Potential Trump Criminal Charge Unveiled By GA Elections Board Member

0
686

David Worley, the lone Democrat on Georgia’s state Board of Elections, is calling for a civil and criminal investigation into a weekend phone call in which outgoing President Donald Trump pressured Georgia Secretary of State Brad Raffensperger, a Republican, to “find” enough votes to swing the state to Trump. As Worley noted, “It’s a crime to solicit election fraud, and asking the secretary to change the votes is a textbook definition of election fraud.” In defense of his original request for action to change the certified election outcome in Georgia, Trump cited various debunked claims about supposed election fraud in Georgia, claiming at one point that, in actuality, he won the state by some half a million votes, which is just entirely fictional.

Worley said that Trump’s phone call constituted “probable cause” for an investigation into possible violations of state election code, noting that “[such] an incident, splashed as it is across every local and national news outlet, cannot be ignored or brushed aside.” Similarly, Sen. Dick Durbin (D-Ill.) — the number two Democrat in the United States Senate — has called for a criminal investigation into the incident. If Democrats win Georgia’s two ongoing Senate races, thereby taking control of the chamber, then using the machinations of the Senate to hold Trump accountable for his belligerent behavior could become significantly easier.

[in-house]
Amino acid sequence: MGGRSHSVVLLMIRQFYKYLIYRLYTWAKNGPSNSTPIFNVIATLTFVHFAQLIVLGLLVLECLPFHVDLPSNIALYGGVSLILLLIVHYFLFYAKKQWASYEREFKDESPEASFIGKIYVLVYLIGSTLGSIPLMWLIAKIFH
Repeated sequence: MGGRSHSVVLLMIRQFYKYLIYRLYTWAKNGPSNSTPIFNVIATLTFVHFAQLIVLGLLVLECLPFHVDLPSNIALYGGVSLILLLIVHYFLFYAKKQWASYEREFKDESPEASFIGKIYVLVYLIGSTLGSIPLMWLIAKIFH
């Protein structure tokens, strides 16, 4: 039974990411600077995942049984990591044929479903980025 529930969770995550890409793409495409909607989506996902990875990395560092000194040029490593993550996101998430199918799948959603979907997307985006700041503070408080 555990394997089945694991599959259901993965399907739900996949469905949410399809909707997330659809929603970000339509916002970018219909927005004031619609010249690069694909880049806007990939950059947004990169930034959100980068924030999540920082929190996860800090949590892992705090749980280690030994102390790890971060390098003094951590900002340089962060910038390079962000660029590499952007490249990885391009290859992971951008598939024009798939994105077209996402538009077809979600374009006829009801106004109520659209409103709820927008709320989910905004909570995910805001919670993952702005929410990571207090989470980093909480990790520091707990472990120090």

Richard H. Pildes, who works as a constitutional law professor at New York University, noted to The Washington Post that Trump “is either knowingly attempting to coerce state officials into corrupting the integrity of the election or is so deluded that he believes what he’s saying,” and neither option is particularly reassuring. During the phone conversation, Trump insisted that failing to fall in line with his claims could be a “big risk” for state officials, and the vaguely threatening sentiment could be construed as a threat of a punitive federal investigation. Trump’s apparent presentation of this option could constitute extortion.

Raffensperger, for his part, has addressed the incident on Twitter. In reply to a post in which Trump insisted that Raffensperger “has no clue,” the top Georgia Republican wrote as follows:

‘Respectfully, President Trump: What you’re saying is not true. The truth will come out.’

Trump is still acting as though the election can be turned around when Congress meets to confirm the electoral college numbers on January 6. What’s he going to do when that election overturning doesn’t take place?